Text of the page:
In our last post, we went over some of the basics of Spec-Driven Piping requirements concerning parameters and went through the INLINE, INLINE_JOINT, ELBOW, CORNER, and NOBREAK fitting codes (see here). In this post, we will explore BRANCH, FLANGE, and GASKET fittings, and cover some of the other nuances of the “END_TYPE” parameter and “end type compatibility”.
The only required parameters in Creo for BRANCH are FITTING_CODE, SIZE, and END_TYPE. Configuring these fitting parameters is fairly straightforward:
- Set the value of the model parameter FITTING_CODE as BRANCH
- Set the feature parameter of the inlet port (PORT0) with the SIZE parameter
- Creo will search the model tree and find the first feature for the SIZE parameter and assume that is the inlet port. It is critical that the SIZE parameter is applied only to the inlet port and that the inlet port comes first in your model tree!
- Set the feature parameter of all 3 ports with the END_TYPE parameter
- It is considered best practice to put the END_TYPE parameter on all the ports, even if they are all the same value, so that your models are richer in metadata!
A standard BRANCH with PORT0, PORT1, and PORT2 highlighted is shown in the picture below.
Instances of BRANCH fittings having ports with different sizes than the inlet port will be covered in future posts under the BRANCH_REDUCING code.
FLANGE & GASKET
One of the many perks of Spec-Driven Piping is the ability to automatically mate multiple fittings together. Nowhere is this more beneficial than with automatic flange and gasket mating. This allows you to do one fitting insertion for a flange + gasket + flange combination. If you want to insert a stand-alone FLANGE or GASKET, they work similar to the INLINE fitting code covered in our last post. However, if you want to do automatic mating, there are three parts that need to be properly configured:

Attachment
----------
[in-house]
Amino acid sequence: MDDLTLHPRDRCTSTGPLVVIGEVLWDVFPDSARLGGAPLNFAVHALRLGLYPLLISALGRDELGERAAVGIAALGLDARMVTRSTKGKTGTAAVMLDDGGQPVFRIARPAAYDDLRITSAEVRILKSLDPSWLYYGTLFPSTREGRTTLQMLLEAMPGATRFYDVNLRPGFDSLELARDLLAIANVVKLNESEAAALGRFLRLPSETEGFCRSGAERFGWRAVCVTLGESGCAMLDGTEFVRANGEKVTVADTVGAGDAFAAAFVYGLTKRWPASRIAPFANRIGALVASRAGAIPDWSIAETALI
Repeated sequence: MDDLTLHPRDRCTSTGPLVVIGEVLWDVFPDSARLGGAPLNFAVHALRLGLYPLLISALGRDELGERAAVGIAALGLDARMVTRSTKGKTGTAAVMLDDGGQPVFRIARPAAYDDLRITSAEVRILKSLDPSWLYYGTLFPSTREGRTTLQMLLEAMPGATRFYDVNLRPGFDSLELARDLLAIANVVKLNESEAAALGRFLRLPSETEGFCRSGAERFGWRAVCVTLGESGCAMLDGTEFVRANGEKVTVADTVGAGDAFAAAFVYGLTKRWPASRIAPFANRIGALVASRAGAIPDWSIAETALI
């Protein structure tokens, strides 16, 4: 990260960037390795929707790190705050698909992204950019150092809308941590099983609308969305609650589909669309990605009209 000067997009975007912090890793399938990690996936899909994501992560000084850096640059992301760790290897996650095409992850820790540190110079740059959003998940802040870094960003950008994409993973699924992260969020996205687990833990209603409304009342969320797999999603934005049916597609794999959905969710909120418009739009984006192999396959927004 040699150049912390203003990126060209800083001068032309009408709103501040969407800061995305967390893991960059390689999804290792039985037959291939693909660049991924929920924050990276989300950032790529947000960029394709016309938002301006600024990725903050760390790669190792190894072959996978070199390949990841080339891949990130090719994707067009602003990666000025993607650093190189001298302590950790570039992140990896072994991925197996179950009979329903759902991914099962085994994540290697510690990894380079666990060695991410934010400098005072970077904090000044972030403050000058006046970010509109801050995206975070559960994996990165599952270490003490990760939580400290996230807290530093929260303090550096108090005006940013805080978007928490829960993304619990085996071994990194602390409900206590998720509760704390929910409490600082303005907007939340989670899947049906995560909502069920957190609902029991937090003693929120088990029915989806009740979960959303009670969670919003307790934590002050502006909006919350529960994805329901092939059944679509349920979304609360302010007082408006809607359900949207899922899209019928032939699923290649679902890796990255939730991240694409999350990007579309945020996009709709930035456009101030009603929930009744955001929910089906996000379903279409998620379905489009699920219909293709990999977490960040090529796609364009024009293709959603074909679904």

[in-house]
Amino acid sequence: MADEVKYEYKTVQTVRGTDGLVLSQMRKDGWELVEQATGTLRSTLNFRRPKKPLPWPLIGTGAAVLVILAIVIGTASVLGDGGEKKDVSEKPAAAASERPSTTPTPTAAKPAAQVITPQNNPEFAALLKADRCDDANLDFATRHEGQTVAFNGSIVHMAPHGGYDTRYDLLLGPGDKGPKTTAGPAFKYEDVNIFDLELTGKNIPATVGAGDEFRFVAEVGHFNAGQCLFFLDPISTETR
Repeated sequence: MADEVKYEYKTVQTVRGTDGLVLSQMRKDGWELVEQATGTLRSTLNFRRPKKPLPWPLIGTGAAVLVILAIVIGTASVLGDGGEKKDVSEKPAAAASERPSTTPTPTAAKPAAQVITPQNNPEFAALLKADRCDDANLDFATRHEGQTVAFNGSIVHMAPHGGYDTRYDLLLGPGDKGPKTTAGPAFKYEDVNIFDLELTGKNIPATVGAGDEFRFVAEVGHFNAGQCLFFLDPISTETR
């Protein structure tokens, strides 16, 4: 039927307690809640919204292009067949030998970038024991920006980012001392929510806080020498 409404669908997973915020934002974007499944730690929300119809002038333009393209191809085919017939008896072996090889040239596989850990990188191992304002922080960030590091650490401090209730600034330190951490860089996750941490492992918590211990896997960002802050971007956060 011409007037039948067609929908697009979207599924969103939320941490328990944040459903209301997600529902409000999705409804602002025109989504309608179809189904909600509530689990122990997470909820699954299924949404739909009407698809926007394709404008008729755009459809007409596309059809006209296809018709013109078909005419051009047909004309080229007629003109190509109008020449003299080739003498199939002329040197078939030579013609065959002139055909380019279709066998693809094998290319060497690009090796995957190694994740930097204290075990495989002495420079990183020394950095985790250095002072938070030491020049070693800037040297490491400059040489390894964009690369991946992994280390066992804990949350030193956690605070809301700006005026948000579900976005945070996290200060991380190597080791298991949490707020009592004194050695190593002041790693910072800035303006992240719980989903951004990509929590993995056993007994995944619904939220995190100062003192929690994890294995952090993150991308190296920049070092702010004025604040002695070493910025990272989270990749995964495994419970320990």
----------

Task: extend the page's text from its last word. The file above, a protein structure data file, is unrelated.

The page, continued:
The End Compatibility Text File
Inside the master catalog is a “piping_end_compatibility” stand-alone text file that dictates which fittings can mate to which other fittings based on the end type and schedule (see PTC’s out-of-the-box example below).
The mated coordinate systems from each fitting must match what is specified in this file. In the above example on line 28, a fitting with “FLRF” END_TYPE will mate directly with a “GKRF” when the schedule of both fittings are 40. This leads us to the next part…
The CAD Parameter Validation
Unlike many of the other feature parameters in Spec-Driven Piping, Creo actually will validate the END_TYPE and SIZE parameters on the PORTs in the fitting CAD model itself! What that means is that these parameter values must match what is specified in the end compatibility and spec file, respectively. If they do not match, Creo will only insert the first flange and not do the gasket + second flange automatic mate. Below is an example of the “FLRF” and “GKRF” END_TYPE parameters being applied in mated coordinate systems of the CAD model.
The Spec File Check
The final rule is that the data from the first two rules must be correctly reflected in the spec text file. To realize the flange and gasket combination, when inserting a flange in Creo make sure the “Automatic flange & gasket” button (shown below) is checked in the Insert Fitting GUI. Creo’s functionality will scan programmatically through the “CODE” column of the spec file for a FLANGE and GASKET value that have matching SIZE and SCHEDULE column value. So long as the first 2 rules have been correctly implemented, it will insert them together!
The above are further examples of the diversity of fitting requirements for Spec-Driven Piping that change with each fitting code. In the next post of this series, we will explore the final four codes of INLINE_REDUCING, CORNER_REDUCING, BRANCH_REDUCING, and BRANCH_LET!